On view at LACMA from May 22, 2011–August 14, 2011, Hakuin Ekaku (1685-1768) is widely acknowledged as the most important Zen Buddhist master of the past 500 years. He was also the most influential Zen artist of Edo-period (1615-1868) Japan, but unlike the highly studied monk painters of earlier centuries, he received no formal artistic training beyond the basic skills in handling brush, ink, and paper that were required for everyday writing.
Hakuin’s self-taught, spontaneous, yet masterly and inspired painting and calligraphy, just like his teachings and writings, expressed the mind and heart of Zen for monks and lay followers alike. With the aim of reaching out to people of all social and economic classes, rather than just the élite, he invented a new visual language for his religion, depicting everyday subjects and themes from other Buddhist sects, as well as Zen patriarchs and masters.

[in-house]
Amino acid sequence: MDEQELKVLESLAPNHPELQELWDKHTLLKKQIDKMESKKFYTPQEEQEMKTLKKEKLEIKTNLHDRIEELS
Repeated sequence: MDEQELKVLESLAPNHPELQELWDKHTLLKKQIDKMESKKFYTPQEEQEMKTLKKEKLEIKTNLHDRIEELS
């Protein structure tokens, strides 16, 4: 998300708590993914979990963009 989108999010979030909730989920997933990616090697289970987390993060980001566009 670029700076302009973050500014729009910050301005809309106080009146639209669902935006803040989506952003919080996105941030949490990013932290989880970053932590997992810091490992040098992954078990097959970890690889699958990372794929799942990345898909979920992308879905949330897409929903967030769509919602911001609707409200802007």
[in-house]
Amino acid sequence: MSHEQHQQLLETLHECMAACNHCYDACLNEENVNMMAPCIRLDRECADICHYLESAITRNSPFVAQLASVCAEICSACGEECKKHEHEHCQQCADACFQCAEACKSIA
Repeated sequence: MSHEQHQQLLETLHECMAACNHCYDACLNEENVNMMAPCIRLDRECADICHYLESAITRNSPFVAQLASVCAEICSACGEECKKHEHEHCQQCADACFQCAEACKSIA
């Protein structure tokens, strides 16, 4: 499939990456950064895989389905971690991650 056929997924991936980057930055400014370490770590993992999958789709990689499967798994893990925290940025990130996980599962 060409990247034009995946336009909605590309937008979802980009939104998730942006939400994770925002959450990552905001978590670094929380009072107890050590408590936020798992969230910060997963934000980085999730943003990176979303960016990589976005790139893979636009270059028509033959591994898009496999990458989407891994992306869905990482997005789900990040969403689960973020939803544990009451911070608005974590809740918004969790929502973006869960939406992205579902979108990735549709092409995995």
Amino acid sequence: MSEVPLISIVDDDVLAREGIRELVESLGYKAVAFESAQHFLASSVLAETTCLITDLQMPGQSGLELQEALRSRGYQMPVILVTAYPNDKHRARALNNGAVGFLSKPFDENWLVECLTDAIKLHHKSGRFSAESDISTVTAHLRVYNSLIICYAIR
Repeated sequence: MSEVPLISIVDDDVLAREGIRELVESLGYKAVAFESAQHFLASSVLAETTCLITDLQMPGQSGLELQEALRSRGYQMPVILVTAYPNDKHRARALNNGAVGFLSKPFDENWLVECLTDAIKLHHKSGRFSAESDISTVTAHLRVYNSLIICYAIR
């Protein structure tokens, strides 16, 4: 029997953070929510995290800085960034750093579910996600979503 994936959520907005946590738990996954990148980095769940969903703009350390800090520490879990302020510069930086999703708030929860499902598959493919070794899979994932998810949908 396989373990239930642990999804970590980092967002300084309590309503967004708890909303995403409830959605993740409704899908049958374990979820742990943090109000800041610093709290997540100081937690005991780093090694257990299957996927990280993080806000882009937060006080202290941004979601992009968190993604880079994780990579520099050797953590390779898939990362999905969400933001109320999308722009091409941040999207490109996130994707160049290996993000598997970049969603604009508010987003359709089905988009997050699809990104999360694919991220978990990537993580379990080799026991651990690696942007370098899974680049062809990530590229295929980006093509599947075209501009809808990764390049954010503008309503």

For this first exhibition in the West devoted to Hakuin, nearly 80 of his scrolls will be gathered from collections in the United States and Japan. Organized in collaboration with New Orleans Museum of Art, and curated by Audrey Yoshiko Seo and Professor Stephen Addiss. The Los Angeles presentation is made possible by LACMA’s East Asian Art Council.
For more information, visit lacma.org Video production: Alexa Oona Schulz
To view more of Hakuin’s paintings click here.